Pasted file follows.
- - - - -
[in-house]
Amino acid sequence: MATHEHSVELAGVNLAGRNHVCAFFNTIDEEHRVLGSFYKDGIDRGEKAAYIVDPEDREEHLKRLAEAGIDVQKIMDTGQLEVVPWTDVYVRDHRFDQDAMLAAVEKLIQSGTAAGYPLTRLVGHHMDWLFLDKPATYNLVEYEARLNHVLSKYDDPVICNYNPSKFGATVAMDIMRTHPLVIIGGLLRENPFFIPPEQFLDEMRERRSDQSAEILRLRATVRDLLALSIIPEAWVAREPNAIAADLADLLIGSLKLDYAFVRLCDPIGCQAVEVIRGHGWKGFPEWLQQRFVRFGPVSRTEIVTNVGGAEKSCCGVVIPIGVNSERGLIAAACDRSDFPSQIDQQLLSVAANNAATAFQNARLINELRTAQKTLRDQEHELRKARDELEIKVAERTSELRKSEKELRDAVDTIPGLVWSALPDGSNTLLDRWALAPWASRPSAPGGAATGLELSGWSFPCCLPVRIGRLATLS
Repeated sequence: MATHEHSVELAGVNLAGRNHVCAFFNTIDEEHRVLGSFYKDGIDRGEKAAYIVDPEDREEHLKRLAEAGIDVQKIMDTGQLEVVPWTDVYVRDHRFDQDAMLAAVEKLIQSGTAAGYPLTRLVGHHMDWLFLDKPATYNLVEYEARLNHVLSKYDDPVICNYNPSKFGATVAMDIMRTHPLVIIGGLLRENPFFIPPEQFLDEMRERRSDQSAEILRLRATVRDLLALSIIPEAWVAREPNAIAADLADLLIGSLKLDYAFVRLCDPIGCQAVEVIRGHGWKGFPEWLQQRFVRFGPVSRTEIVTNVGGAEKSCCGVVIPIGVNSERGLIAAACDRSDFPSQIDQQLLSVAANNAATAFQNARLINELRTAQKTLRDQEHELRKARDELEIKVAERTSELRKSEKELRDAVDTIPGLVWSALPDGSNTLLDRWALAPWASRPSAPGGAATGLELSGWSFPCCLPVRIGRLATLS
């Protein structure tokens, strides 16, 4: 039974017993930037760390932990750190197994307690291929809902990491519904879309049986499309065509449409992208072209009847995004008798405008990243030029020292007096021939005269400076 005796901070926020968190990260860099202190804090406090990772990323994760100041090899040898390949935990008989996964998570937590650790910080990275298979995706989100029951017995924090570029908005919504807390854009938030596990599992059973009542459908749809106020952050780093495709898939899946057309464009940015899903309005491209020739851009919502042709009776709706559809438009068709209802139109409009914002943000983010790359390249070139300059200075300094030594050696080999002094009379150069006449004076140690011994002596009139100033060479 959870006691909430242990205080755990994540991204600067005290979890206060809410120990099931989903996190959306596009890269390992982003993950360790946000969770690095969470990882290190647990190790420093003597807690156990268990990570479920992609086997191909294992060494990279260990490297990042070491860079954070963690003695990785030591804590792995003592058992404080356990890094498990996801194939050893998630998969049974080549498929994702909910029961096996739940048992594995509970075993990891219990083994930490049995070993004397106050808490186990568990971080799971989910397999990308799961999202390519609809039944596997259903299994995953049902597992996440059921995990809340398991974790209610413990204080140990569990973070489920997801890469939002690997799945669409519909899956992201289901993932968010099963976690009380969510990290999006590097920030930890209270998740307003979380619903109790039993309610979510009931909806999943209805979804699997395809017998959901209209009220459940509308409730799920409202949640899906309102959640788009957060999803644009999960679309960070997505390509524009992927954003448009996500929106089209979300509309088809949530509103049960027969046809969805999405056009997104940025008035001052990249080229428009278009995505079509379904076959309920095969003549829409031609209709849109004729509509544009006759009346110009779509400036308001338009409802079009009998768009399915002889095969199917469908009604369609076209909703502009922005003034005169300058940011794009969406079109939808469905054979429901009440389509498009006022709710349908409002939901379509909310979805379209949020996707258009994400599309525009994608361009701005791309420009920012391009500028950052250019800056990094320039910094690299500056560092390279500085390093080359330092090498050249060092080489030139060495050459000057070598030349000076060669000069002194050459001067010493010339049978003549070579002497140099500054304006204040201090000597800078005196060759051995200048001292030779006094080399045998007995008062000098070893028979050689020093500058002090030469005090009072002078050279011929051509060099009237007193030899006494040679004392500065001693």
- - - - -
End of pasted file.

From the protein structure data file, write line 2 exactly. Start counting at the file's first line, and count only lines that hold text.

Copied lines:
Amino acid sequence: MATHEHSVELAGVNLAGRNHVCAFFNTIDEEHRVLGSFYKDGIDRGEKAAYIVDPEDREEHLKRLAEAGIDVQKIMDTGQLEVVPWTDVYVRDHRFDQDAMLAAVEKLIQSGTAAGYPLTRLVGHHMDWLFLDKPATYNLVEYEARLNHVLSKYDDPVICNYNPSKFGATVAMDIMRTHPLVIIGGLLRENPFFIPPEQFLDEMRERRSDQSAEILRLRATVRDLLALSIIPEAWVAREPNAIAADLADLLIGSLKLDYAFVRLCDPIGCQAVEVIRGHGWKGFPEWLQQRFVRFGPVSRTEIVTNVGGAEKSCCGVVIPIGVNSERGLIAAACDRSDFPSQIDQQLLSVAANNAATAFQNARLINELRTAQKTLRDQEHELRKARDELEIKVAERTSELRKSEKELRDAVDTIPGLVWSALPDGSNTLLDRWALAPWASRPSAPGGAATGLELSGWSFPCCLPVRIGRLATLS